A BISH Dish: Lazy Post-New Year’s Lunch.
Bruny Island Smokehouse, just minutes from the ferry terminal at Roberts Point, has changed hands a number of times during the years we have lived on Bruny Island. We’ve witnessed its change from pizzas to smoked salmon – we’ve seen owners come and go – but now finally, the place appears to have found its rightful niche.
They have created a range of speciality smoked produce from their wood smoker that saw armfuls of the stuff walking out of the door when we called in for lunch the other weekend.Like other food producers and chefs on the island, there is a generosity in sharing and promoting the produce of fellow islanders. The smoked fish and meats, tracklements and wines that Tony and Rave have on display are either made in their own kitchen or sourced primarily from the island.
The Bruny Platter that we ordered, for example, comprised of three cheeses from the Bruny Island Cheese Company……….. otto, for example is a cheese wrapped in prosciutto that is meant to be cooked – our version was particularly tasty as Tony had smoked it before serving.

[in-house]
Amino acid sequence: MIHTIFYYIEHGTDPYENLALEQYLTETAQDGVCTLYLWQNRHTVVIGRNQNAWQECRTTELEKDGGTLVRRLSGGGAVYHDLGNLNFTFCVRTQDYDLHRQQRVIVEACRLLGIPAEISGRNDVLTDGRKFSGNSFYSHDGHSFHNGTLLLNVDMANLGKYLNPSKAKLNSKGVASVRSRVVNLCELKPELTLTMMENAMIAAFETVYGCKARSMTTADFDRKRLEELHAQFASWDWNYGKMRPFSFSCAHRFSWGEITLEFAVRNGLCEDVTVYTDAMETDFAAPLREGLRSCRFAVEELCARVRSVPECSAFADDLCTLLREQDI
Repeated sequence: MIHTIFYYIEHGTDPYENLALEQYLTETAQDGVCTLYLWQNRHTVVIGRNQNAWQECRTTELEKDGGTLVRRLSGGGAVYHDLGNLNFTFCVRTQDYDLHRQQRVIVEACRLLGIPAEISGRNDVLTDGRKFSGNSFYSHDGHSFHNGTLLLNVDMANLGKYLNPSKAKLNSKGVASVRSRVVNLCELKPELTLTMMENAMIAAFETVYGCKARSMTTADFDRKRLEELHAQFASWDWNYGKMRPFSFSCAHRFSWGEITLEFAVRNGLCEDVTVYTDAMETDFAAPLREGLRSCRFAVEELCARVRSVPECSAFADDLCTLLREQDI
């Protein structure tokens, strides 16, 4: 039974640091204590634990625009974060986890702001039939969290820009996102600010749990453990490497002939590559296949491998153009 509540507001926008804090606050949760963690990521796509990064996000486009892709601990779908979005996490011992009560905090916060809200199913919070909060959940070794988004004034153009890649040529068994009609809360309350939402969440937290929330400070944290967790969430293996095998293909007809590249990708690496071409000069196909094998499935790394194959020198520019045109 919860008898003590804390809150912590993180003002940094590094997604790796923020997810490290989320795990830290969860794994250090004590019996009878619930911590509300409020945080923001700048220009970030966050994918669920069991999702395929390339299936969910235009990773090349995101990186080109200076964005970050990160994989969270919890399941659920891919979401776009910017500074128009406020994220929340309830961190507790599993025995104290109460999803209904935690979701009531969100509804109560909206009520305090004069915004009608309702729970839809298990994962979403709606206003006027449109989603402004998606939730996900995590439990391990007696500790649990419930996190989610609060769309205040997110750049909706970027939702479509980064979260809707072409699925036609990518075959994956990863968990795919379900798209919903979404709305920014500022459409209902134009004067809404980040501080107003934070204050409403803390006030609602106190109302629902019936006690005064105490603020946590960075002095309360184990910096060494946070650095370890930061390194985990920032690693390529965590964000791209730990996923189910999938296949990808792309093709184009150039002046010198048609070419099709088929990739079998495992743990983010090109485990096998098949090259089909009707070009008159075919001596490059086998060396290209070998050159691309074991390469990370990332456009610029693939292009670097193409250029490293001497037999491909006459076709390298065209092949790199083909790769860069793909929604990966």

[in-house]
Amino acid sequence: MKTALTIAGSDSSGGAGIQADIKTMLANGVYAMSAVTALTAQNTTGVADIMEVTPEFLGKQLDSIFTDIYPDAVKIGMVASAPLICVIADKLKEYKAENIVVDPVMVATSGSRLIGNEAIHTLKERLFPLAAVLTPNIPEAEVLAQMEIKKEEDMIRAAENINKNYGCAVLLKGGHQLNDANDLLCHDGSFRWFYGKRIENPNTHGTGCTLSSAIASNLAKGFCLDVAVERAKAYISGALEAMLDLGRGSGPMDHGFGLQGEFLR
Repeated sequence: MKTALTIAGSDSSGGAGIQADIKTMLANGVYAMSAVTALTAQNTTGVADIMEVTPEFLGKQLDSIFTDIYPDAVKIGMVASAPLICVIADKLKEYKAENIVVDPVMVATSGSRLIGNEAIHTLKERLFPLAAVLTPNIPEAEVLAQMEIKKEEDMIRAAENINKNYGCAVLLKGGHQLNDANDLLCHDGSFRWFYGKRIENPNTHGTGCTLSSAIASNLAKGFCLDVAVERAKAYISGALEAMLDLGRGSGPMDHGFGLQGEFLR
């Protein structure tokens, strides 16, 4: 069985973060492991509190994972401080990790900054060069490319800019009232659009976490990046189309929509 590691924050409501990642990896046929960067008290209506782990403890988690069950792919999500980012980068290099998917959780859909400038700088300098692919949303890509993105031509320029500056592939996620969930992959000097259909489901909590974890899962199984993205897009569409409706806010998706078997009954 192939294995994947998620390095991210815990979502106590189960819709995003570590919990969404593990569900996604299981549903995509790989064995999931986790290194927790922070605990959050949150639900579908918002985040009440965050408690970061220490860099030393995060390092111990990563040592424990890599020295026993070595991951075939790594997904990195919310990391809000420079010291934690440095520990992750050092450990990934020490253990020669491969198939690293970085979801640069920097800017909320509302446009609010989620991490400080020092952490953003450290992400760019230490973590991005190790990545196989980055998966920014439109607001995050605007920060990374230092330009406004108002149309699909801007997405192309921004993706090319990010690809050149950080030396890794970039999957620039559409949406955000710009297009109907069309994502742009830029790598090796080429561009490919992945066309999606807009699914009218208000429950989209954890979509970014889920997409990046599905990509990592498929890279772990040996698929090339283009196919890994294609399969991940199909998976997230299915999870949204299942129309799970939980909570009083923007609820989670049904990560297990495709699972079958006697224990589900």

Oysters from Get shucked are cultivated Pacific oysters, Crassostrea gigas, a native to the pacific coast of Asia and first introduced to Tasmania in the 1940’s. They are grown and harvested in the pristine waters of Great Bay in the d’Entrecasteaux channel.
The salmon, smoked on the premises uses imported European Beech – we’ve been trying to persuade Tony to consider an Australian timber source, such as Myrtle Beech from our own Tasmanian forests. The salmon is served with Bish’s own Moroccan relish – a tart and fruity complement to the smokey tasting, silken textured fish.
The bread was baked in the Bruny Island Cheese Company’s, Alan Scott designed wood oven and served with island smoked wallaby. Wallaby and other game meats from the island are hunted and processed under license by Richard Clarke – and John Bullock is the guy best known for the sourdough bread that comes from this oven on a daily basis.The final touch – quince jelly made from the small but productive tree in the corner of the garden…..…..where it overlooks Sykes Cove from Bish’s garden. The young quince, with their covering of soft down, are not yet ready for picking but destined for next season.
Here’s to many more lazy day lunches…..